• Think about what and who you would need to cover the terrain and complete the objective.
  2. Pick your patrol team
    • Make sure that each task taken on patrol can be completed by one or more members of the patrol team
    • Pick people from all disciplines: Legal, Finance, Sales, QA, Support, IT, etc.
  3. Schedule a recurring feedback session to chat with stakeholders
    • make the space to expand the mission on the fly.
    • provide the opportunity for the mission to abort gracefully
  4. Accept that the patrol team is ‘out on patrol’. Team members are not available to pick up any tasks outside the scope of their mission. Even if they seem unoccupied, their mindset and knowledge are essential to the rest of the patrol team.
    • Under no circumstances may you allow in-betweeners to dilute the mission.

Sometimes, a patrol team member needs to ’evacuate’. This can be due to an emergency or a sharp change of plans. In this case, it would be best to take them out of the patrol altogether. Removing a member from a team is difficult, and you should avoid it. But, to bring them back in after a sudden context switch is costly. It’s demoralizing for the evacuee and will slow the rest of the team to bring them back up to speed. This effect increases the longer someone is out of the running.

Attention ⚠️

  1. Don’t bind yourself to a time-boxed period
  2. Don’t try to make it work with an existing team with vaguely-related responsibilities
  3. Don’t assign tasks unrelated to the mission to people ‘out on patrol’.

But why tho?

Team composition varies

Some missions require many iterations and close contact with partners and end-users. To finish some missions, you need everyone:

  • Engineering πŸ‘·πŸ»
  • QA πŸ”¨
  • Product ✏️
  • Finance πŸ’°
  • Legal βš–οΈ
  • IT πŸ’»
  • Catering. πŸ₯ͺ

Others, you can finish by locking two specific people in a room.

The definition of done varies

Some missions need you to:

  • build and test a new product

  • deliver some technical and functional documentation

  • setup acceptance-, regression-, smoke- and load-tests

  • complete all dependent releases

  • make a backward-compatible release with a rollback button

  • rehearse the rollback

  • inform the users of the upcoming release

  • confirm the end-user is happy with the results.

    While other missions are done when the automatic build runs again.

Not all missions fit into a neat time-box of an existing static team.

Patrols allow you to:

Stop opening issues and start closing them

Cutting projects up in time boxes often leads to a bad situation. Someone adopts the MVP and puts the team on a new project before it can mature. The MVP needs support and development anyway. However, the team has already opened up another project. Cutting it up in milestones focuses on reaching maturity instead of taking shortcuts.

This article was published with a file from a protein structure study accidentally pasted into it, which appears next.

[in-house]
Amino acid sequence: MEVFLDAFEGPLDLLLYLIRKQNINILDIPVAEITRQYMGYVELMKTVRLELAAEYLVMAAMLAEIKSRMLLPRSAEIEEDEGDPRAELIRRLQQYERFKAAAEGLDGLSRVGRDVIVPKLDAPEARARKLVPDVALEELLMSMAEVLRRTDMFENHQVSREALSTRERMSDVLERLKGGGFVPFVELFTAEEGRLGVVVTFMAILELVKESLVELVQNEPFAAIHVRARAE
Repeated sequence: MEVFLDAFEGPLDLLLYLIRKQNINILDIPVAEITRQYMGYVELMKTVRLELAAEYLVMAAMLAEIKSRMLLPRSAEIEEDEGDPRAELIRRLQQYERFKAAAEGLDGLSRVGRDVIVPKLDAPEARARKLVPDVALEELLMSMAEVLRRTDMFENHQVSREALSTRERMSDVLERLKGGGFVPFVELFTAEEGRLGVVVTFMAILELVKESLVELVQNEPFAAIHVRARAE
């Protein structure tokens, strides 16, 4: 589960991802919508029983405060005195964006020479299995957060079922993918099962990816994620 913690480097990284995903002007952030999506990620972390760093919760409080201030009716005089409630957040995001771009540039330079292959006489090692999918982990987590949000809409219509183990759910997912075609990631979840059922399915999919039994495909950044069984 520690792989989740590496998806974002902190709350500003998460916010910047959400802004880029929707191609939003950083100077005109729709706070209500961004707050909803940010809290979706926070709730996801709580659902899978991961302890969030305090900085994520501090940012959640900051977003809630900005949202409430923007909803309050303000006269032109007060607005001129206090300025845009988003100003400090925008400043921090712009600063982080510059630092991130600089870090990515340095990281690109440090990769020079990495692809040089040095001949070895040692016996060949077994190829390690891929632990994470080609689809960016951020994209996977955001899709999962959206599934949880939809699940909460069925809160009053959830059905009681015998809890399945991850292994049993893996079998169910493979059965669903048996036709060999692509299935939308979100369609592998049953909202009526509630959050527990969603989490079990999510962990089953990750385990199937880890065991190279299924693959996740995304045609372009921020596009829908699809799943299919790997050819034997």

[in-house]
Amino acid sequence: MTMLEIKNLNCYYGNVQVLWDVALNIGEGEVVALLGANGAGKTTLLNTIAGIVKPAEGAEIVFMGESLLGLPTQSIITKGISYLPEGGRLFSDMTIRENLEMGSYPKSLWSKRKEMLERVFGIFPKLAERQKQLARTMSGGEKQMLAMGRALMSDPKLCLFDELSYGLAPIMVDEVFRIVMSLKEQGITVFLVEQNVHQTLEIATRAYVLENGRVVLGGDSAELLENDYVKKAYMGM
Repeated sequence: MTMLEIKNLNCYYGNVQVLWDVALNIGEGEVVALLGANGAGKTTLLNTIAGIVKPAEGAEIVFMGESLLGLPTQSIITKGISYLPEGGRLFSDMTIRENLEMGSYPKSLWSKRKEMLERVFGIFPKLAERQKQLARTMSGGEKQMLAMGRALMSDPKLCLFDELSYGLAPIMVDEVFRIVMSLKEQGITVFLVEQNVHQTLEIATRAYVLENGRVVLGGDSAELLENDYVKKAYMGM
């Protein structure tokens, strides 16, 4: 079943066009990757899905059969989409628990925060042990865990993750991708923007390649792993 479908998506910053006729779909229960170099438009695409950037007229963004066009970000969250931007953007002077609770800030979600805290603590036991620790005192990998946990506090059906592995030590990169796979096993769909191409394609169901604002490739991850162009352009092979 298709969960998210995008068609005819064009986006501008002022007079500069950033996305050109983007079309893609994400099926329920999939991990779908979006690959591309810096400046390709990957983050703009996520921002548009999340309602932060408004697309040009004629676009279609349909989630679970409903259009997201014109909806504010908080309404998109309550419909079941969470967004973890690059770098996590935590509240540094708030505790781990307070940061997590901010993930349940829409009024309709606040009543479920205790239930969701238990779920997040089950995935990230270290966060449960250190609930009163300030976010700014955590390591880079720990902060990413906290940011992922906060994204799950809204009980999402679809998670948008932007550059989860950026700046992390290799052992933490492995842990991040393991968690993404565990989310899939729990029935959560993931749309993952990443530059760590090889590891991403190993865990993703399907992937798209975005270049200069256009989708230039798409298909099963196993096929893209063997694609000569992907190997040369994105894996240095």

Avoid the overhead of context switching

A sprint more often than not ends up with a bunch of small cruft items that need fixing:

  • micro-stories
  • acute bugs (that )
  • long-running detective issues.

These force the devs to switch contexts a lot. Mentally unloading information and reloading a bunch of unrelated information is costly. Context-switching is inefficient and invites a lot of errors. .

  • Fix root causes
  • Be flexible with team compositions

Extension and extraction

Stakeholders will expand requirements. That’s as sure as death and taxes. Stakeholders can only do that with hindsight, never with foresight. The great innovation of scrum and agile is that it allows for iteration. Stakeholders should have the space to let the team ‘dig a bit further’. This enables the team to kill the root cause of an issue or realize the core solution to a problem.

Additionally, stakeholders should always be able to pull the plug on a patrol. The team has ‘dug too deep’ if the costs start outweighing the benefits. Stakeholders may need to readjust the mission or even abort.

At this point, you hold a retrospective, dissolve the team and reassign the members. To achieve this, there needs to be a regular moment to chat with stakeholders. This would be time to discuss progress and obstacles.

But wait, that sounds like a sprint all over again!

Yeah, you can embed sprints into patrols and gain those benefits. The point is to avoid time-boxing and to cherry-pick your teams. Instead, accept the size of the task at face value and vow to keep the focus on that task. Working in sprints alone very quickly dilutes any mission the organization has.

You don’t need to go all in!

Most of you are probably doing something like this already. For everyone else stuck in this situation: try it with a small band of specialists. Pick a complex problem, dedicate time and effort outside the sprint cycle and solve it.

If it works, you can continually expand the patrol pool by taking more people out of the sprint cycle and running starting multiple patrols. Or put people back in the sprint cycle when they are needed.

Creative

Yasen Dinkov

Simple systems cause downtime